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DC blocking capacitors audibility.

Ricardus

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Dumb question time: what's the audio/hi-fi application for DC blocking caps in the signal path? I've heard of - and used - DC blocking caps in the AC power chain (e.g. DC blocker between a component's power cord and the AC mains plug) to prevent mechanical toroidal transformer hum. But in the signal path?
Any time you feel you might need to block DC. But in high voltage tube gear you need to block all of that high voltage DC to get the lower voltage audio signal. For example in a preamp the preamp tubes are adding some gain, but you need to block the DC on their output to run the signal through the tone controls and out at line level to go into the inputs of a power amp or whatever component is next in the chain.
 

Philbo King

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Dumb question time: what's the audio/hi-fi application for DC blocking caps in the signal path? I've heard of - and used - DC blocking caps in the AC power chain (e.g. DC blocker between a component's power cord and the AC mains plug) to prevent mechanical toroidal transformer hum. But in the signal path?
Amplifiers *usually* have the active components (transistors, tube and such) operating between one power rail and ground. Opamps can be an exception. It can also be done with discrete circuits, but at great trouble and expense.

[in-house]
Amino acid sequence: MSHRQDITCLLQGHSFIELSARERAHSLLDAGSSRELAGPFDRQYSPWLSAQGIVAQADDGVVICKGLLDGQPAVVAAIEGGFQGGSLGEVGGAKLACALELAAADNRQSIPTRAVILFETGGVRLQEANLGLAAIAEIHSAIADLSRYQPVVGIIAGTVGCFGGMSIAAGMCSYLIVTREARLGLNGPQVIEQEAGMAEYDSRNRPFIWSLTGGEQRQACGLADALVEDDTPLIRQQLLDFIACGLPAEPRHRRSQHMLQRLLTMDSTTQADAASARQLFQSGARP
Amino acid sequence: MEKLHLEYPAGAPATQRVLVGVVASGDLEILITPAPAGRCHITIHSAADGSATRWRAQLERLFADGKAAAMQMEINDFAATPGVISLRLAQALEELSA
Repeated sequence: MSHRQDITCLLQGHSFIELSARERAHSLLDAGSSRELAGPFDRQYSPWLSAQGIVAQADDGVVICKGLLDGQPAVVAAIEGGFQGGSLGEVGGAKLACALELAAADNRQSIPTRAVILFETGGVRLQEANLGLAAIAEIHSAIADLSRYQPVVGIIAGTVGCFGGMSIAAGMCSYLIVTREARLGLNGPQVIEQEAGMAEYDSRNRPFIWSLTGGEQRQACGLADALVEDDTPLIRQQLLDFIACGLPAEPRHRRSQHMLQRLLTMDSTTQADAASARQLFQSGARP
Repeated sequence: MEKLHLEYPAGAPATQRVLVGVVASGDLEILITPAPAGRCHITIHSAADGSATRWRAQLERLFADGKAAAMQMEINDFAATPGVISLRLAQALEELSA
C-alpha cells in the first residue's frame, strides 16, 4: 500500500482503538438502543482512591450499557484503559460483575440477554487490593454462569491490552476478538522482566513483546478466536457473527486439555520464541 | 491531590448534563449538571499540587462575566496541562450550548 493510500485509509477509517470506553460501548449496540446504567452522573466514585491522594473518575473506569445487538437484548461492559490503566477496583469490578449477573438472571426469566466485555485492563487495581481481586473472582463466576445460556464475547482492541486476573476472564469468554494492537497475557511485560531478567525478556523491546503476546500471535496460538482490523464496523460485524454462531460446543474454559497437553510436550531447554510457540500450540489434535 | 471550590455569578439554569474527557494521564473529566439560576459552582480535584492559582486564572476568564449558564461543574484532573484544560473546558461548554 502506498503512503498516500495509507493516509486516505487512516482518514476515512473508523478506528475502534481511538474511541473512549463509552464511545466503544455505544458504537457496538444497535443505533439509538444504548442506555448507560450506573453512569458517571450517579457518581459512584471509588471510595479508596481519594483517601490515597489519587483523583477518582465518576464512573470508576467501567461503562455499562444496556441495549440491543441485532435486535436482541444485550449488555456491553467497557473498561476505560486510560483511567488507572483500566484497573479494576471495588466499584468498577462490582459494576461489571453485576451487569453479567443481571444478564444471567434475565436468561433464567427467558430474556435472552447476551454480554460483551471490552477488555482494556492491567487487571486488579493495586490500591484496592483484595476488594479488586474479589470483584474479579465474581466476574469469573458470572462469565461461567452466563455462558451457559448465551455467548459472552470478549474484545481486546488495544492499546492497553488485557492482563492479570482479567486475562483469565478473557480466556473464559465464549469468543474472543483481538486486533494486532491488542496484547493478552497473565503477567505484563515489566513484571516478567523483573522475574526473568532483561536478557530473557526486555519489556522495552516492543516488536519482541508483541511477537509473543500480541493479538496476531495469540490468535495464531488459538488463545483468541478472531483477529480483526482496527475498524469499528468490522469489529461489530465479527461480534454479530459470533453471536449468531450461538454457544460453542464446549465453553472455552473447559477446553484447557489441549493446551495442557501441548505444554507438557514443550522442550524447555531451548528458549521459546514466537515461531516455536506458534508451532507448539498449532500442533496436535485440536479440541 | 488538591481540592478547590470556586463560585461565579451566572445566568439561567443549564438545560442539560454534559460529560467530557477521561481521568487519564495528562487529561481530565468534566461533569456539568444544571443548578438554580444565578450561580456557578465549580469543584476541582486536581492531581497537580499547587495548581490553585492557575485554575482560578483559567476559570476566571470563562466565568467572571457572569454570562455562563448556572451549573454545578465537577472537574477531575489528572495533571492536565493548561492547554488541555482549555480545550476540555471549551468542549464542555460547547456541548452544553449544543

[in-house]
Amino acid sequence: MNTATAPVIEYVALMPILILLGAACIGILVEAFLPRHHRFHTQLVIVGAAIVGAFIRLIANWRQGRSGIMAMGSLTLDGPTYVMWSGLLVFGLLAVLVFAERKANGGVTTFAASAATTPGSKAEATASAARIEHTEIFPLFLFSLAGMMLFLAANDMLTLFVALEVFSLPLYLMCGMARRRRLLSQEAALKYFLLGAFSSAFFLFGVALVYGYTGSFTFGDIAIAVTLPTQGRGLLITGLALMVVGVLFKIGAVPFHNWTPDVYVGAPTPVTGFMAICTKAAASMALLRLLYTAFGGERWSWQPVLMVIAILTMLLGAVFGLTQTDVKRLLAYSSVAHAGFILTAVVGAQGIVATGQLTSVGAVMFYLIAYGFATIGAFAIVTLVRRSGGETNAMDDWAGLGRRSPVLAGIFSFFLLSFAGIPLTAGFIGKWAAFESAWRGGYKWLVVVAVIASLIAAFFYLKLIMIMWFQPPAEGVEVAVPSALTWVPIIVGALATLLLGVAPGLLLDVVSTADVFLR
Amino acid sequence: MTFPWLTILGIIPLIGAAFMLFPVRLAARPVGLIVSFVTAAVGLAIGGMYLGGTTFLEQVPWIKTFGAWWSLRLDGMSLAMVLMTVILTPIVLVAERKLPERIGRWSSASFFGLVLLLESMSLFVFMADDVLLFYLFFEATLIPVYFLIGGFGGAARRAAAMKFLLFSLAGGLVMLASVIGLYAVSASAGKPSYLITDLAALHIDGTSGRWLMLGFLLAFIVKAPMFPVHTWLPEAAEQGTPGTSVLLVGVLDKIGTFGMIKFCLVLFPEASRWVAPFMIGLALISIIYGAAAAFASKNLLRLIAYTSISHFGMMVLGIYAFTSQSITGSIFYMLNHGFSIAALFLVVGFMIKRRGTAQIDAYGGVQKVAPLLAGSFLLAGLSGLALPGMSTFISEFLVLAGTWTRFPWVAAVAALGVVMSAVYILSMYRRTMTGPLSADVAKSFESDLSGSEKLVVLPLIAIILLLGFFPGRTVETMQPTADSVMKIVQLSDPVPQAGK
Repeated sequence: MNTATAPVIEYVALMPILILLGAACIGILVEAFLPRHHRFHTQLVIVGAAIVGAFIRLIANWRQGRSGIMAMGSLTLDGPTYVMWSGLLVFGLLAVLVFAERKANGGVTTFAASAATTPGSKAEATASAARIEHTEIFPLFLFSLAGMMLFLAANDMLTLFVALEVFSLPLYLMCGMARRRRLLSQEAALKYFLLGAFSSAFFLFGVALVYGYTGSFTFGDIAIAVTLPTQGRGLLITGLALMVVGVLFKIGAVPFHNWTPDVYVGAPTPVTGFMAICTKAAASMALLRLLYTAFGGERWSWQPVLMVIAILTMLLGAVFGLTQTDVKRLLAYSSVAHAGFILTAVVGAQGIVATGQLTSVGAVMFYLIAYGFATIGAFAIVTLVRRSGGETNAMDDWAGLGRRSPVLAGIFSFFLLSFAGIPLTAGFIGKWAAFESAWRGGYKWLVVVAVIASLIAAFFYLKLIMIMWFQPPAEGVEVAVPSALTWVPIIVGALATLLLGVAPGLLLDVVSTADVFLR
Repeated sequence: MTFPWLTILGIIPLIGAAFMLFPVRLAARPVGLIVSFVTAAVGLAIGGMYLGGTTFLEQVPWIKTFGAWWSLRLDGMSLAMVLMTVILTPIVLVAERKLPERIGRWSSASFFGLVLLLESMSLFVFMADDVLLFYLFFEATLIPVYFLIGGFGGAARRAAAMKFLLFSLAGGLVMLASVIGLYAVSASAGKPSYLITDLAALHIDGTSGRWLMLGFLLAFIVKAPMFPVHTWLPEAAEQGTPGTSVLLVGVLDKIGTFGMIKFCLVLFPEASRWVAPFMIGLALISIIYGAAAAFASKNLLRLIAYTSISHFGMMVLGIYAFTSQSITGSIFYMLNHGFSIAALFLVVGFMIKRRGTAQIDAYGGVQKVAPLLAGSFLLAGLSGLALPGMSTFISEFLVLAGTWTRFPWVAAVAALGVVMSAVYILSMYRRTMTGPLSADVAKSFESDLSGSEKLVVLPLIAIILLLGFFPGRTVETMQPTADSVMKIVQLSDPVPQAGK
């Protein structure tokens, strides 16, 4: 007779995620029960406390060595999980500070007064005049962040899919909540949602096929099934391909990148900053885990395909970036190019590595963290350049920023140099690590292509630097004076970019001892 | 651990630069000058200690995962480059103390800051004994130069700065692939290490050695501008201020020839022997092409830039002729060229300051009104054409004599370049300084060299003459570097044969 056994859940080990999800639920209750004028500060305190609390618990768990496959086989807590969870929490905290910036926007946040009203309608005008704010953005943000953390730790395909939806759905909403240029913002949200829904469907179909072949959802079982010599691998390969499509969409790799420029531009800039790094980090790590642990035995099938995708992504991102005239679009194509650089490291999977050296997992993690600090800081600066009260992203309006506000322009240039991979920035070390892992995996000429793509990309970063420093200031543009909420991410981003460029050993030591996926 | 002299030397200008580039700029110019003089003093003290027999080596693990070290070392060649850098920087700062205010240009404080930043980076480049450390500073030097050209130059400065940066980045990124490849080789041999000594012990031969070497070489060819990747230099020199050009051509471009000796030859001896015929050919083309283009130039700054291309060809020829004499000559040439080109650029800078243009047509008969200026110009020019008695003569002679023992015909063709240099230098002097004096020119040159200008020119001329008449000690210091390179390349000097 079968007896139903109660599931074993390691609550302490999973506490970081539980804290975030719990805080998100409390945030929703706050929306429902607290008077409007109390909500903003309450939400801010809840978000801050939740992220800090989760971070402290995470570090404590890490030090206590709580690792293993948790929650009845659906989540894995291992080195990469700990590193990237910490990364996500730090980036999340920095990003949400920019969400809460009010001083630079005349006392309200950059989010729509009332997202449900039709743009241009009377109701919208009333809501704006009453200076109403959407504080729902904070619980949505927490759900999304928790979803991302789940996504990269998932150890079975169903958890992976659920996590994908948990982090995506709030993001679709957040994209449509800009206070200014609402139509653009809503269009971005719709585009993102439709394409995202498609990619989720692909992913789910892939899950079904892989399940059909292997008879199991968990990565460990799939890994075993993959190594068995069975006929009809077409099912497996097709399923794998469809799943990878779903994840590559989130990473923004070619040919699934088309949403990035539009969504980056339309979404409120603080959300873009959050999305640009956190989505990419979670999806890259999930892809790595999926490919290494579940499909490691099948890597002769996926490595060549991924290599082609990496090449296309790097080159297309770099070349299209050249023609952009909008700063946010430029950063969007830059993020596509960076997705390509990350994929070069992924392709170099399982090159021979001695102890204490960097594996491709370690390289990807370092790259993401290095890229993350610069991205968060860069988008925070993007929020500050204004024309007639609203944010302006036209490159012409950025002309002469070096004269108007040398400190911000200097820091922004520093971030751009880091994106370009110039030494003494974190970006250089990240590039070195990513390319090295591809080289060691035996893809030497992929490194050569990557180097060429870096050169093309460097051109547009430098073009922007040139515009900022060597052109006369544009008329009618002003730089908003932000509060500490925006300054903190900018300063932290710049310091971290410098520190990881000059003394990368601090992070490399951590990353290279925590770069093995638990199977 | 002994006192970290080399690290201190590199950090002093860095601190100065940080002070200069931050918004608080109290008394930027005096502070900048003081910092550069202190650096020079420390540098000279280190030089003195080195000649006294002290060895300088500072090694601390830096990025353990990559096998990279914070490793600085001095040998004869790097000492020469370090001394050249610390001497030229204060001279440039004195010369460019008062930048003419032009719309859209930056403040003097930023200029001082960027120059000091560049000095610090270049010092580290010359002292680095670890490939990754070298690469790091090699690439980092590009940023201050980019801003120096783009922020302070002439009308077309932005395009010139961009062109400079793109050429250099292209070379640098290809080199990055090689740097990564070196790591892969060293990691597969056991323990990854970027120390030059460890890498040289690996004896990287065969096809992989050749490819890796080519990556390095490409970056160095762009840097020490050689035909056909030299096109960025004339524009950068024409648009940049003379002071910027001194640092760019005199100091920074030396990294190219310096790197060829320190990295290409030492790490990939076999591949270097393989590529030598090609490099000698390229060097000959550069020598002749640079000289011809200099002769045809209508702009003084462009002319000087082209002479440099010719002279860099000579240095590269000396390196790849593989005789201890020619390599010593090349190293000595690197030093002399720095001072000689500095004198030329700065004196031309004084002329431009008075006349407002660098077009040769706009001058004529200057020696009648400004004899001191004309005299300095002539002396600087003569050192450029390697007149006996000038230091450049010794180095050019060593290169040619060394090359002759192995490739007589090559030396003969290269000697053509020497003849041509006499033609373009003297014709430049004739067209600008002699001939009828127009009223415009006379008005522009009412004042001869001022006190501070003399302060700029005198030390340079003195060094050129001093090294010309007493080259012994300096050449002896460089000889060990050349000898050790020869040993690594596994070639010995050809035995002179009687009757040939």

Often there is a weak DC voltage at the input of the circuit (typically called bias), and a much higher voltage at the output of the circuit. A blocking capacitor (also called coupling capacitor) allows feeding the AC (signal) output of one circuit (which might be at dozens to hundreds of volts DC) to the input of the next stage, which might need a DC bias level of negative 30 VDC (for tubes) to plus 10 VDC for transistors.

An alternative and much more expensive way to do this for audio is with transformers.

It's never a great idea to feed any speaker DC... It kills them, either slowly or violently. Caps and transformers are the most common way to avoid this.
 

Roland68

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Dumb question time: what's the audio/hi-fi application for DC blocking caps in the signal path? I've heard of - and used - DC blocking caps in the AC power chain (e.g. DC blocker between a component's power cord and the AC mains plug) to prevent mechanical toroidal transformer hum. But in the signal path?
In many of the devices tested for ASR (DACs, HPAs, pre-amps, integrated amplifiers, etc.) you will find electrolytic capacitors in the signal path to avoid DC.
Eg Topping L30, AIYIMA A07, SMSL A300, etc just to name a few.
The coils of loudspeakers and HP do not tolerate large DC components.
 
OP
S

Sebba

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Dumb question time: what's the audio/hi-fi application for DC blocking caps in the signal path? I've heard of - and used - DC blocking caps in the AC power chain (e.g. DC blocker between a component's power cord and the AC mains plug) to prevent mechanical toroidal transformer hum. But in the signal path?